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De Novo Dahl - Cats & Kittens

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Artist: De Novo Dahl

Album: Cats & Kittens

Label: Theory 8

Review date: Jul. 31, 2005

The blokes in Supergrass were dilettantes. Not that they were bad ones, or that dilettantism is necessarily a bad thing, but they were, and their brand of all-fronts pop dilettantism proved very bad for business. All their music was proud of its influences, but the influences varied dramatically from track to track, and the band never aped its influences too much. If you think of Oasis as a success story, it never aped its influences enough. In order to dig what was goin’ on with Supergrass, one had to sign an unusual contract, one that at once promised forgiveness for the easily-mapped derivations and immersion in the band’s own effete charm.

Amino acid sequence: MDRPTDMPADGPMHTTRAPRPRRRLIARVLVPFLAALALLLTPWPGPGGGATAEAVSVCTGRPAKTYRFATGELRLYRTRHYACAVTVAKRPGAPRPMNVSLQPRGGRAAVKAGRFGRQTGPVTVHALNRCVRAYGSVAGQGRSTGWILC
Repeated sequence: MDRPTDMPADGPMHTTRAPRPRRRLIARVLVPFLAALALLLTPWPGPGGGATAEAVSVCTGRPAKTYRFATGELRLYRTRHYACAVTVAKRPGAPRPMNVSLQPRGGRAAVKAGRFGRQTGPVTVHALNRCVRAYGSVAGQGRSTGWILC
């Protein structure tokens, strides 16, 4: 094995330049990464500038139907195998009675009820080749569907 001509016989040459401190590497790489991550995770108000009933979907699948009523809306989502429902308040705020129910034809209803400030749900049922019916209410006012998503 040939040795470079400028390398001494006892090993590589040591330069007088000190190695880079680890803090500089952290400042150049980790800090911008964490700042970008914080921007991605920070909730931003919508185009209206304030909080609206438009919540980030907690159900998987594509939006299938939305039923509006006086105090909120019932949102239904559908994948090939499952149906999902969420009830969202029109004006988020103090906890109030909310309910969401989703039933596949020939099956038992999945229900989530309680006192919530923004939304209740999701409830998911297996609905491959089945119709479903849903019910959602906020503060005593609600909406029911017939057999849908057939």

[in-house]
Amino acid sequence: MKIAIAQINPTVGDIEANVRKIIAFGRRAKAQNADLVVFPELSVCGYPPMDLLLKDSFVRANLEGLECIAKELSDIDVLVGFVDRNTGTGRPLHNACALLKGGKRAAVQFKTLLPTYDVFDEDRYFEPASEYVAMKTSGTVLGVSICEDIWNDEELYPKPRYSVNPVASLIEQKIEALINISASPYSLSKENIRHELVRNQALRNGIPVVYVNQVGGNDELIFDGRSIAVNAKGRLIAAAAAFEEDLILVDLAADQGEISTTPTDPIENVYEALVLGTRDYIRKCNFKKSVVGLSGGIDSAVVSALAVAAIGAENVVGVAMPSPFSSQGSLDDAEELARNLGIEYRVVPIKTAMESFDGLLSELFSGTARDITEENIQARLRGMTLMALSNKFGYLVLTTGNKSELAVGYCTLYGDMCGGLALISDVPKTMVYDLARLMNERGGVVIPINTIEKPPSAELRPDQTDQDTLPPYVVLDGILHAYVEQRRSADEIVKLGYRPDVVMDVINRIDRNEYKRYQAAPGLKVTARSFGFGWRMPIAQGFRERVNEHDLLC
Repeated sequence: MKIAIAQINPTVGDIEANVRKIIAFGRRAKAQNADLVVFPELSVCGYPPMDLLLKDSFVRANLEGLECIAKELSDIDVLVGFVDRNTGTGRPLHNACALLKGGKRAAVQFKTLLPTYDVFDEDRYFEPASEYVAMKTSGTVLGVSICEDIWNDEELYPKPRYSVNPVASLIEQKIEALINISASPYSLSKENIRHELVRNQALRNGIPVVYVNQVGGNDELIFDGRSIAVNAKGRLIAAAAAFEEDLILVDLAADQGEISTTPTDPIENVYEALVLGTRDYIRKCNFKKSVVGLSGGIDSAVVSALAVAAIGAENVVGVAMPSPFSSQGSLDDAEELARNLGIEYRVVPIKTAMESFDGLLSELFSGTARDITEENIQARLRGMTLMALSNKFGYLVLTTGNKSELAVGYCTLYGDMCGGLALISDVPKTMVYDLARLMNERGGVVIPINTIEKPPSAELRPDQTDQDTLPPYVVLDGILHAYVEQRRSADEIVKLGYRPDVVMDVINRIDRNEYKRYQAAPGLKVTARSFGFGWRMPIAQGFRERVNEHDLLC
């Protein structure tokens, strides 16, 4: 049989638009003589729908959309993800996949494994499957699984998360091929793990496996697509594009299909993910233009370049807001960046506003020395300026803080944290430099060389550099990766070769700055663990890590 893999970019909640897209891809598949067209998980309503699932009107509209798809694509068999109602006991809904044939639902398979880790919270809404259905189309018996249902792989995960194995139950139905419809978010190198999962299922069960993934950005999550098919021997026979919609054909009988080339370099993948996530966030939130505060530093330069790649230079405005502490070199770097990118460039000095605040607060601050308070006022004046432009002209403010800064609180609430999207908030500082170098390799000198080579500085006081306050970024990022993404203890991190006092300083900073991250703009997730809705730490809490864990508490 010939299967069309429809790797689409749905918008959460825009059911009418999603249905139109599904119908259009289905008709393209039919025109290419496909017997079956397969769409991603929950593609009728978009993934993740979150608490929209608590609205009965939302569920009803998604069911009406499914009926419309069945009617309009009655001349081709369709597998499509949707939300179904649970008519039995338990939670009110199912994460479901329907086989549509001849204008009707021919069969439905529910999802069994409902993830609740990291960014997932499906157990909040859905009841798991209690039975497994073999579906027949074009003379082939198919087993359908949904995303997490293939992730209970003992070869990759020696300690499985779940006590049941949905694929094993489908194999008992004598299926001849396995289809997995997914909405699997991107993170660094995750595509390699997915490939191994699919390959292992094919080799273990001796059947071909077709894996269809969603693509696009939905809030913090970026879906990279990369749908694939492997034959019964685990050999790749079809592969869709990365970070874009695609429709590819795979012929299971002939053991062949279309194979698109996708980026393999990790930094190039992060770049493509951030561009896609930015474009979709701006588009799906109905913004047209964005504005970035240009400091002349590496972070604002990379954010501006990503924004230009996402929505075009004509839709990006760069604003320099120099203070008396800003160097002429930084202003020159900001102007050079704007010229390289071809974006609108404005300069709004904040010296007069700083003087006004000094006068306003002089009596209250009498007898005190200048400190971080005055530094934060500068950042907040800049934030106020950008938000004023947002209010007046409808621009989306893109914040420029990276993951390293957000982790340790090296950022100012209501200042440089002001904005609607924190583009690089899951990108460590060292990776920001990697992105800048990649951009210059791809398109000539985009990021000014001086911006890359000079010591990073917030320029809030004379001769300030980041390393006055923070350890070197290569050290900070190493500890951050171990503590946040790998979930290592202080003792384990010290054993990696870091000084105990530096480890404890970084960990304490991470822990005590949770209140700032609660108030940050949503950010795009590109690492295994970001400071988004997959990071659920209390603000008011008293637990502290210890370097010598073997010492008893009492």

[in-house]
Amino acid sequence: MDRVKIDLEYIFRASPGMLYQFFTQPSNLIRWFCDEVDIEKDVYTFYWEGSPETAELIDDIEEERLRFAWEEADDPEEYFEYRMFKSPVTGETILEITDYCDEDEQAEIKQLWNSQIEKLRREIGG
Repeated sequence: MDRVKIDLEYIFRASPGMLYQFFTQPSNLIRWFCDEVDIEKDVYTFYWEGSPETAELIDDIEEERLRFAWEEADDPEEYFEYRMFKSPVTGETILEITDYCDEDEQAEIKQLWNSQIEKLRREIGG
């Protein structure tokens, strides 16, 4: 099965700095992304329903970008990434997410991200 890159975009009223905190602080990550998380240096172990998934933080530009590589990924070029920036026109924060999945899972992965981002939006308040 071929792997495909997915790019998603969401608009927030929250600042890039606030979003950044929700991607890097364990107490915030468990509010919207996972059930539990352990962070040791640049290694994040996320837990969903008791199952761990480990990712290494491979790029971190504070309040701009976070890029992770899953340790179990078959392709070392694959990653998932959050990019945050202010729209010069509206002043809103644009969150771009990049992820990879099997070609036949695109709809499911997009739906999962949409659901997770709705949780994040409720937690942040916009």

So they’re gone now, and I fear De Novo Dahl will be gone in a few years as well. As much as I think that’s a shame, that’s how these things often work.

Fuck it, though. Cats & Kittens punishes that sort of foresight from the get-go. DND (hailing from Nashville, of all places) dabble in ’60s girl-group pop, ’70s stadium rock, choppy new wave and a whole lotta disco, but view all through their own slightly off-key POV. And it’s all fun-time music - though it’s much more professionally rendered than something debased like Dub Narcotic Sound System. It follows through on that spirit by ditching its ego, or maybe by not having much of one. (An ego, that is, as distinct from a POV.)

If you think it’s fantastic that “Listen Up” utilizes both the line “Do you want to join the revolution?” and a cheesy skating rink organ… that the first movement of the sprawling “The Funk” sounds both like a sensitive reading of new wave conventions and something that might happen in Toys R Us by accident, then see the band live while you still can. If you think that just sounds marginally cool, the album should be available used and cheap in a few years. That’s not to its discredit. Now more than ever, not having a clear identity doesn’t necessarily mean not having a soul.

As if to throw more craypaper in the hole where De Novo Dahl's ego isn't, the bonus Kittens disc features mind-blowingly overdone remixes of select Cats tracks. Nothing but a good time.

By Emerson Dameron

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